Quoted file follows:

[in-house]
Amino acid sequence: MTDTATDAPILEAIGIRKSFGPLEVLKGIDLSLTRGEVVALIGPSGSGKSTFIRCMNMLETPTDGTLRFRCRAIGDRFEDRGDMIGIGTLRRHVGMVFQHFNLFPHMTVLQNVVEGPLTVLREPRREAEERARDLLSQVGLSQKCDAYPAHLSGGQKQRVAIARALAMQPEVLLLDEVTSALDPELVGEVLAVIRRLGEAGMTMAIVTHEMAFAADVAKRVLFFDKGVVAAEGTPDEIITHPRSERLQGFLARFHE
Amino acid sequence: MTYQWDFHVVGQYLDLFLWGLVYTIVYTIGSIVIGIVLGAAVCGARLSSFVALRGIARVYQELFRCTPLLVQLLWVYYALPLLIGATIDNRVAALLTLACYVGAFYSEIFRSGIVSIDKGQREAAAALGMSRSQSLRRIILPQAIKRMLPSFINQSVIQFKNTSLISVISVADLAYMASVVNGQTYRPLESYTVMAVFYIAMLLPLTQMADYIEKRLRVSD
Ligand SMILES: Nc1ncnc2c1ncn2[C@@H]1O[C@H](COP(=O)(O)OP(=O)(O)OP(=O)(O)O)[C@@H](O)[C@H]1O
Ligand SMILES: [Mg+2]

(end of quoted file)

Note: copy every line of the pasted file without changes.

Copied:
[in-house]
Amino acid sequence: MTDTATDAPILEAIGIRKSFGPLEVLKGIDLSLTRGEVVALIGPSGSGKSTFIRCMNMLETPTDGTLRFRCRAIGDRFEDRGDMIGIGTLRRHVGMVFQHFNLFPHMTVLQNVVEGPLTVLREPRREAEERARDLLSQVGLSQKCDAYPAHLSGGQKQRVAIARALAMQPEVLLLDEVTSALDPELVGEVLAVIRRLGEAGMTMAIVTHEMAFAADVAKRVLFFDKGVVAAEGTPDEIITHPRSERLQGFLARFHE
Amino acid sequence: MTYQWDFHVVGQYLDLFLWGLVYTIVYTIGSIVIGIVLGAAVCGARLSSFVALRGIARVYQELFRCTPLLVQLLWVYYALPLLIGATIDNRVAALLTLACYVGAFYSEIFRSGIVSIDKGQREAAAALGMSRSQSLRRIILPQAIKRMLPSFINQSVIQFKNTSLISVISVADLAYMASVVNGQTYRPLESYTVMAVFYIAMLLPLTQMADYIEKRLRVSD
Ligand SMILES: Nc1ncnc2c1ncn2[C@@H]1O[C@H](COP(=O)(O)OP(=O)(O)OP(=O)(O)O)[C@@H](O)[C@H]1O
Ligand SMILES: [Mg+2]